In 2014, the American University of Armenia (AUA) School of Public Health (SPH) was one of the 19 organizations worldwide that was competitively awarded the 2-year grant to expand the work in the field of tobacco dependence treatment. The grant was presented by Global Bridges Healthcare Alliance for Tobacco Dependence Treatment and hosted by the Mayo Clinic and Pfizer Independent Grants for Learning & Change (IGLC) and aimed to develop national capacity in implementing the World Health Organization (WHO) Framework Convention on Tobacco Control (FCTC) Article 14 in Armenia (view the project poster here).
The SPH envisioned development of the national capacity in implementation of best practices for the tobacco dependence treatment in Armenia through development of a smoking cessation training program for practicing primary healthcare physicians in Armenia. The application of the existing best practices in a transition country such as Armenia required a careful examination and a thorough adjustment of the approaches to the local context. This necessitated a formative research during development of the training course, such as 1) qualitative research with future beneficiaries to clarify their knowledge, attitude and practices regarding smoking cessation, their perceived needs for training and support for addressing tobacco use among their adult patients in Armenia (the full report is available here), as well as 2) pharmaceutical market research to determine availability, affordability, and prices of the smoking cessation drugs (the full report is available here). The results of the formative research indicated an urgent need to enhance Armenian physicians’ knowledge and skills in smoking cessation and to ensure wide accessibility, availability, and affordability of smoking cessation products in Armenia.
To arm physicians with evidence-based smoking cessation counseling and treatment knowledge and skills the SPH research team developed the first smoking cessation training program for practicing primary healthcare physicians in Armenia. All the training materials were developed based on evidence-based international resources and were adapted to the local context using the findings of the formative research. The Ministry of Health accredited the training curriculum and designated five continuing medical education (CME) credits. Overall, 58 primary healthcare physicians (family physicians and general therapists) from 18 polyclinics in Yerevan and Gyumri participated in the series of evidence-based tobacco dependence treatment trainings.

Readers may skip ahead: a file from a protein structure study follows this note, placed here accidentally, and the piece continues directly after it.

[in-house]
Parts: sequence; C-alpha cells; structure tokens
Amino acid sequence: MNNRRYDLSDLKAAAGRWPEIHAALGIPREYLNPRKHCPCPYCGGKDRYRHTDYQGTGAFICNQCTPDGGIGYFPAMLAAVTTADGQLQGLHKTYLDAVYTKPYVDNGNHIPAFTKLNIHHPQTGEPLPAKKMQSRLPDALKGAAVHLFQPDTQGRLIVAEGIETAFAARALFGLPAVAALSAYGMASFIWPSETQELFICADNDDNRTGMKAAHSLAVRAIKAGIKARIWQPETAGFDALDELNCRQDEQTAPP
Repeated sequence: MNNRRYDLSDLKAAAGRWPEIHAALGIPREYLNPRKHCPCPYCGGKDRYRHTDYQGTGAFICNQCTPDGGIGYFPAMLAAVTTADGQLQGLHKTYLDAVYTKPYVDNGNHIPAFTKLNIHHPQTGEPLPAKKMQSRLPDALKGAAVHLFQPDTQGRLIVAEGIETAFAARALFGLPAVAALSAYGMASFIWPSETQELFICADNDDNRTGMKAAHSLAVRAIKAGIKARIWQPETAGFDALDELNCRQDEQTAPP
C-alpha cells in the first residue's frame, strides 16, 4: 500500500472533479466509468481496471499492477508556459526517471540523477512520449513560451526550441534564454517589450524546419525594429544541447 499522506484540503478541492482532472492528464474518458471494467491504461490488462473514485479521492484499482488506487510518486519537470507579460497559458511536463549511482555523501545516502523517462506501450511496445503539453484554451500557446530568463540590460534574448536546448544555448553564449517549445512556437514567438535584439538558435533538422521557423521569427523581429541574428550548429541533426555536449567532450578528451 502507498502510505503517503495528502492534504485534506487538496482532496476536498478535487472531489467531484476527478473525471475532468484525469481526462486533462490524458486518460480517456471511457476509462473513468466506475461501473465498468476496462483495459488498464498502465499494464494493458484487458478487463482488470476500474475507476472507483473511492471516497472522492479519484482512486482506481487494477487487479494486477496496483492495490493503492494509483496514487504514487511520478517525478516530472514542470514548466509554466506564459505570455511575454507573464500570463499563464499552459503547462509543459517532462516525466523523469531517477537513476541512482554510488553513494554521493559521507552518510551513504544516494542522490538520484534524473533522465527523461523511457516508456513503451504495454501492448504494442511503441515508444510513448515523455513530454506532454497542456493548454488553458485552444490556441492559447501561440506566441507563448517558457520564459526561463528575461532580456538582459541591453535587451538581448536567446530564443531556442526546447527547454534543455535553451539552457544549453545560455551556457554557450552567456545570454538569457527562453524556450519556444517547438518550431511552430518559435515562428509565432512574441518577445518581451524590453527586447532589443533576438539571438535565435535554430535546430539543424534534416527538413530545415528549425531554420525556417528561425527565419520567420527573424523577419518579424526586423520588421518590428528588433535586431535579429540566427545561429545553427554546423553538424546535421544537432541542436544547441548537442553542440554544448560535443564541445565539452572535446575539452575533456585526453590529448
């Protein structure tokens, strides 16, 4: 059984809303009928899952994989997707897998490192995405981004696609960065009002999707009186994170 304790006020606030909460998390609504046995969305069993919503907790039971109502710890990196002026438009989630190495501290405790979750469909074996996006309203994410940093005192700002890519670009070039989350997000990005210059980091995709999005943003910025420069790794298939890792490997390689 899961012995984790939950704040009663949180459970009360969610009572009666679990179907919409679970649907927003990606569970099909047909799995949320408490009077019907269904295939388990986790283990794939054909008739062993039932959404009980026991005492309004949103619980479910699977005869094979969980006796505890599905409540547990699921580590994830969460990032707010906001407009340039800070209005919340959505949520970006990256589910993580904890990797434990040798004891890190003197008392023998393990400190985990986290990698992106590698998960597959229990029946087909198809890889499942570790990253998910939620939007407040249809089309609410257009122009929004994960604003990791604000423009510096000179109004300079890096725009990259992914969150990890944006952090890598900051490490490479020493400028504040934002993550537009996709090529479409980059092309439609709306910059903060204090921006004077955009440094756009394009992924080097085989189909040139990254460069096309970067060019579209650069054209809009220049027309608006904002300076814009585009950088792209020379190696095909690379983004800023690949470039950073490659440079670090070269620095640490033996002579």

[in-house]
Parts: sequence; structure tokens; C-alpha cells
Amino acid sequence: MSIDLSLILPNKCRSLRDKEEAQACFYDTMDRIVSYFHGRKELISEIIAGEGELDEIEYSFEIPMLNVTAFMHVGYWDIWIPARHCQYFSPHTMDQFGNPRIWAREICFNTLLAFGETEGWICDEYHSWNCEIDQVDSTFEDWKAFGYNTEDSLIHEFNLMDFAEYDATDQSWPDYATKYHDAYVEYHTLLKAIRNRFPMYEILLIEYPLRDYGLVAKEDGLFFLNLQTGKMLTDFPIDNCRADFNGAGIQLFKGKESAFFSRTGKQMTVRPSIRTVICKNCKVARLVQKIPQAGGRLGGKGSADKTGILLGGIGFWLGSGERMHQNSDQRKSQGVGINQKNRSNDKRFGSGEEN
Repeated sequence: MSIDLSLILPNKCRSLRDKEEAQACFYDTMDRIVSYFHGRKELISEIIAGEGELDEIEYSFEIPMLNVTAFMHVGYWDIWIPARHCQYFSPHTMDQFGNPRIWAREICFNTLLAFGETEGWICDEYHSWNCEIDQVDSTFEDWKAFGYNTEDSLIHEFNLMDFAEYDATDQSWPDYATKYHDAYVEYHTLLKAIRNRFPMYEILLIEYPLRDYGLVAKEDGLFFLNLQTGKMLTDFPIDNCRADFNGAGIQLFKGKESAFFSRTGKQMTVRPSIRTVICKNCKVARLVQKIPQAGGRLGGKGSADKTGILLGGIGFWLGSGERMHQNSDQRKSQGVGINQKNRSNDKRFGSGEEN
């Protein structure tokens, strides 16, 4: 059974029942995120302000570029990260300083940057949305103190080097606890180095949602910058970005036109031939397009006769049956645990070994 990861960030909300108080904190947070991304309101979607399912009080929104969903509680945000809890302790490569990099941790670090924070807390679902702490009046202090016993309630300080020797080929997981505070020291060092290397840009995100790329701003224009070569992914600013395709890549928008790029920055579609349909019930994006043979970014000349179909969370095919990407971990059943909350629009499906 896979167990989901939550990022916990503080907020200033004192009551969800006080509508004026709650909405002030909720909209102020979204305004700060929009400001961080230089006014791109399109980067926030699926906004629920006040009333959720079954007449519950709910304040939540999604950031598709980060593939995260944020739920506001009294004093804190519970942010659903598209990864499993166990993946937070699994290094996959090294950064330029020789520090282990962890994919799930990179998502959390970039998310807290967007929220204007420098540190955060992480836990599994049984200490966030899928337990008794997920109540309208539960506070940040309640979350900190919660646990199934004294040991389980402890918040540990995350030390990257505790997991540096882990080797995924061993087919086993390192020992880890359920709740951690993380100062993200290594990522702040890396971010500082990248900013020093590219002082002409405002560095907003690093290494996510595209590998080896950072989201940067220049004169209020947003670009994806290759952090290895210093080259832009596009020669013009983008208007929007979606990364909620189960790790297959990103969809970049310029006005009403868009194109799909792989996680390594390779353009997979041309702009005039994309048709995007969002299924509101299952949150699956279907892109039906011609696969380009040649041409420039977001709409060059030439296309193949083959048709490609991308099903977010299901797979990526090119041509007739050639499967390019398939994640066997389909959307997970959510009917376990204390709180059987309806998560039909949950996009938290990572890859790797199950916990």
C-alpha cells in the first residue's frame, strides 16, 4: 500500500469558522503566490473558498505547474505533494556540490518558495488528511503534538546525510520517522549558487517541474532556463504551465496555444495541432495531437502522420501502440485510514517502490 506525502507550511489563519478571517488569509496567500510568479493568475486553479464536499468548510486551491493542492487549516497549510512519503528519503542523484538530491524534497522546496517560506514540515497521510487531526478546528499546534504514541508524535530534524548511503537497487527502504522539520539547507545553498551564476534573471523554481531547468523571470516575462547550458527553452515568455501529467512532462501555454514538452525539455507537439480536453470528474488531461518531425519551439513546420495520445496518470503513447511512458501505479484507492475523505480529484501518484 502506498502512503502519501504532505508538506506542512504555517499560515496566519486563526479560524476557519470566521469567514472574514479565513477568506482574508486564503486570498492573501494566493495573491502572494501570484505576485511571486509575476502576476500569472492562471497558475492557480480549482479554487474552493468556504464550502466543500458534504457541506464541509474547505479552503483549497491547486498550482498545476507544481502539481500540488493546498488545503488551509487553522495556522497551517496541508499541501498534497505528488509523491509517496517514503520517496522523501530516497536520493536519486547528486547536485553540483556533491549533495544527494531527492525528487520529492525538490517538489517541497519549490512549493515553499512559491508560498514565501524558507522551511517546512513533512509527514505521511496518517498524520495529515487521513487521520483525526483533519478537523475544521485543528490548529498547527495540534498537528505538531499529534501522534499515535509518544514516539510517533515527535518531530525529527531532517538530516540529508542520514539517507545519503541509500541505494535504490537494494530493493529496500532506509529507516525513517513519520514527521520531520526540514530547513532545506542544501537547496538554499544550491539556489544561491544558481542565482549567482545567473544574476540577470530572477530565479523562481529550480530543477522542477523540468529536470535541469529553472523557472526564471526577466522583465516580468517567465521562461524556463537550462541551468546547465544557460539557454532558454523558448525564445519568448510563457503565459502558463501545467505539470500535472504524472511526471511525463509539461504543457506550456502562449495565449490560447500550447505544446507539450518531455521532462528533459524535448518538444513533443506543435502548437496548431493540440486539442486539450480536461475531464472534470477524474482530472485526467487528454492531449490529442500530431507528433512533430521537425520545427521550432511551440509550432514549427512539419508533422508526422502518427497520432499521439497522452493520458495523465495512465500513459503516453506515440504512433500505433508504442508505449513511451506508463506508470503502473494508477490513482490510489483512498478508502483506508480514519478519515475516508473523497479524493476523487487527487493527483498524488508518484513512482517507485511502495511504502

The research team utilized several measurements to evaluate the effectiveness of the trainings including a training expectation survey, pre- and post-training quizzes and knowledge, attitude, and practice (KAP) surveys that were administered before the training and at 4-months follow-up. The KAP survey was also completed by 51 primary healthcare physicians that did not participate in the trainings and were involved in the study as the control group (48 completed both baseline and follow-up surveys). The results of the evaluation demonstrated high satisfaction with the content, design and delivery process of the trainings, as well as significant improvement in physicians’ knowledge and self-reported practice in tobacco dependence treatment four months after participation in the trainings. At the end of the study, the control group participants received all the training materials (n=49) and were also invited to participate in tobacco dependence treatment seminars (shorter version of the training). Overall, 37 primary healthcare physicians from 8 polyclinics in Yerevan and Gyumri participated in these seminars.
Dr. Arusyak Harutyunyan, the Principal Investigator of the project highlighted: “Through successful implementation of this project we were able to build smoking cessation training capacity on evidence-based methods and tools for teaching physicians the basic skills for working with smokers and designed, implemented and evaluated the smoking cessation training program for practicing primary healthcare physicians in Armenia. We need to continue our work towards further strengthening the support from key stakeholders, including the policy and decision making community and the institutions of medical education to sustain the project outcomes and advocate for a system-wide change in implementation of physicians’ tobacco dependence treatment trainings.”
The project was successfully implemented in collaborative partnership with the National Institute of Health (NIH), Yerevan State Medical University (YSMU), and Yerevan and Gyumri Municipalities.
The project findings were widely disseminated in local and international communities through different meetings, discussions, AUA and Global Bridges websites, webinars, grantee calls as well as publications and presentations in different international scientific conferences.